CHAPTER ONE HUNDRED and FIFTY-FOUR
Wednesday evening — 3:40 P.M.
“Are you sure?” Max asked as he entered Ava’s office.
“No,” he said. “Bob?”
“No,” Bob said.
Ava looked up to see Leslie in the doorway. Ava waved her inside. Leslie waddled her pregnant girth to the couch. Nelson and Fran followed her to the couch. Max closed Ava’s office door then took an arm chair. For a moment, no one said any thing. Then they all spoke at once and laughed.
Picking up a pad of paper and a pen, Ava got up from her desk. She took an arm chair and Bob turned around a straight back chair to join the circle.
“I feel like we’re at Alanon,” Fran said. “Hi my name is Fran and I’m a Codependent.”
“Hi Fran,” the rest of the team said and laughed.
For a moment, everything seemed normal. There was a knock on the door and reality set in. In a few minutes, they would have to make decide what to do. Through the glass wall, Ava saw the lead researcher from the USDA. She shook her head and he waved. She knew he’d come to tell her that everyone was waiting for their decision, her decision.
“Lay out the facts for me one more time,” Bob said.
“We don’t have time to make an effective anti-toxin,” Ava said. She looked up to see if everyone agreed.
“Well, that and we can’t reverse two hundred million years of evolution,” Max said. “Human being evolved after wasps and their venom. Any antitoxin would have to account for millennia of evolution, not to mention human experience. I mean, how many times has Seth been stung by a wasp? I bet a lot. The antitoxin would have to take into account his body’s immune memory for the venom.”
“There may never be an effective anti-toxin for the First Responders Toxin.” Ava wrote her statements on her pad of paper.
“Ever,” Nelson said.
“That’s more like it,” Fran said.
“Facts,” Bob said. “Let’s stick with facts.”
“The wood shards were soaked in toxin,” Fran said. “And they had fatty pockets of toxin stuck to the shards. When the wood spikes were pulled out, these packets of toxin were left behind.”
“That’s got to be why the men keep spiking fevers,” Bob said.
“I’m sure you’re right,” Leslie said. “The men’s immune systems would attack the outside fatty shell of these packets. When the shell dissolves, more toxin is released.”
“The men received doses of the toxin from the wood spike. They continue to receive toxin through these…” Ava said. “We’re calling them packets?”
“You could call them Franicles,” Nelson said.
“Packet it is,” Ava wrote down Fran’s discovery.
“The thing I’m stuck on is that we’re fighting the natural human response to this venom,” Bob said. “If we introduce another agent, even an effective antitoxin, the men’s immune systems are so fired up, they will attack it.”
“That’s a good point,” Ava said. “The men are all in a high allergic state. The ER docs said their allergic response is so activated they’re starting to have autoimmune reactions similar to lupus.”
“Allergy medications are starting to fail,” Leslie said. “Their blood pressure keeps dropping. They’re already using dopamine to stabilize their pressure but…”
They fell silent for a moment digesting Leslie’s news.
“We can’t give up,” Bob said. “The men’s lives depend on what we decide.”
“And what did we decide?” Ava asked.
“Surgery,” Max said. “The men need surgery to clean out the wounds. The rest of the toxin must be removed. That’s got to be first.”
“Dialysis with the Immunoglobulin filters,” Leslie said. “The ER docs are already talking about it. If they use the right filter, they can reduce the immune response.”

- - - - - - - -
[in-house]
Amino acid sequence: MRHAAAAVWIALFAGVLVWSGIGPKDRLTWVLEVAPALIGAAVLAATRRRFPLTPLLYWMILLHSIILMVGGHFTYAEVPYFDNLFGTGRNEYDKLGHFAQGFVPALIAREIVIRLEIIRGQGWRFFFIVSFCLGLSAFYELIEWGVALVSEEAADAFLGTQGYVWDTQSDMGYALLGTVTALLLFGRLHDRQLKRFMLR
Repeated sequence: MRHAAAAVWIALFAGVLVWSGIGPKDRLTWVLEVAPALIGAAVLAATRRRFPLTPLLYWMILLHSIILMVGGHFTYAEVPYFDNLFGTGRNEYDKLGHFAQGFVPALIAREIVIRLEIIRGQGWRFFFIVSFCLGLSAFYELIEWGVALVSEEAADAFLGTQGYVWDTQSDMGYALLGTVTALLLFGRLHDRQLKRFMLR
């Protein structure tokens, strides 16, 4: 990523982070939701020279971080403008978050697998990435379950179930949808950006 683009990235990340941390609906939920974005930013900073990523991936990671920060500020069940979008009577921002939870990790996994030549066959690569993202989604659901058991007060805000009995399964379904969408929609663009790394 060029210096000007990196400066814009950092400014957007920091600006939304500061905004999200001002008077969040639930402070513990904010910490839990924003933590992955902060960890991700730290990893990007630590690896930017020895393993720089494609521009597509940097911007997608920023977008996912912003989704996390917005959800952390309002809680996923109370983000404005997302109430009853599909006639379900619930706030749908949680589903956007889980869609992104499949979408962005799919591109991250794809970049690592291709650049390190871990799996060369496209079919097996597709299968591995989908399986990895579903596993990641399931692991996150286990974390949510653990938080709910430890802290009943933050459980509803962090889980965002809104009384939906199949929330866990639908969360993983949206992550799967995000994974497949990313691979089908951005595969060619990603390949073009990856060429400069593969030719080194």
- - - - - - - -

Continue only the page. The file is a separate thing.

“And?” Ava looked up from her writing.
“We have to think treatment protocol,” Bob said. “Not anti-toxin.”
“And our treatment protocol is surgery, then dialysis,” Ava said.
“Meds for pain, steroids to reduce allergic response, and blood pressure stabilizing,” Bob said. “Flush their systems with saline IVs and more dialysis if necessary.”
Her team nodded.
“And if we kill them?” Ava asked.
“They are dying anyway,” Leslie said. Nothing the heartbreak on Ava’s face, she added, “I’m sorry Ava, but it’s true. The docs say they won’t make another the night.”
“Have the families been notified?” Bob asked.
“They have,” Nelson said. “But everyone expects that we’ll pull off some miracle. We are their last chance.”
Ava nodded to Nelson. She reread her notes then nodded to her team.
“Anything else?” Ava asked.
“We’re praying for him, honey,” Fran said.
Ava looked up to see the kind eyes of her lab techs and Max Hargreaves. She gave them a smile to keep from crying in exhaustion and despair.
“I’ll go tell them,” Ava said. “If we get agreement, I’ll need your help relaying it to the docs at Denver Health.”
“I don’t work for the UN or the Israelis or Homeland Security or the USDA,” Nelson said. “I work for you.”
“Nelson’s right,” Leslie said. “We should relay the information to Denver Health while you and Max talk to the research teams.”
Ava looked at Leslie and Nelson.
“He’s right you know,” Fran added.
“I agree,” Bob said. “I’d be happy to make the call.”
“Let’s go ahead,” Ava said. “Let me know if the docs have anything else to add.”
“Will do,” Leslie said.
“You guys can go home when you’re done,” Ava said. “It’s been a long day and we were here late last night.”
“We’re not leaving you,” Fran said.
“Plus, Franny and I have babysitters,” Leslie said. “I want to get another meal…”
“In an adult restaurant,” Fran said.
“Without kids!” Leslie added.
“We’re trying to say we’ll wait for you,” Nelson said. “And we want to go out again.”
Ava smiled at them. Bob got up and crossed the room to use Ava’s phone. Ava stood and Max followed her. They were almost to the door when they heard Bob request the ER doctors who had been tracking Seth and the other police officers. Ava and Max shared a look and went to tell the international team their findings.
Denver Cereal continues on Monday…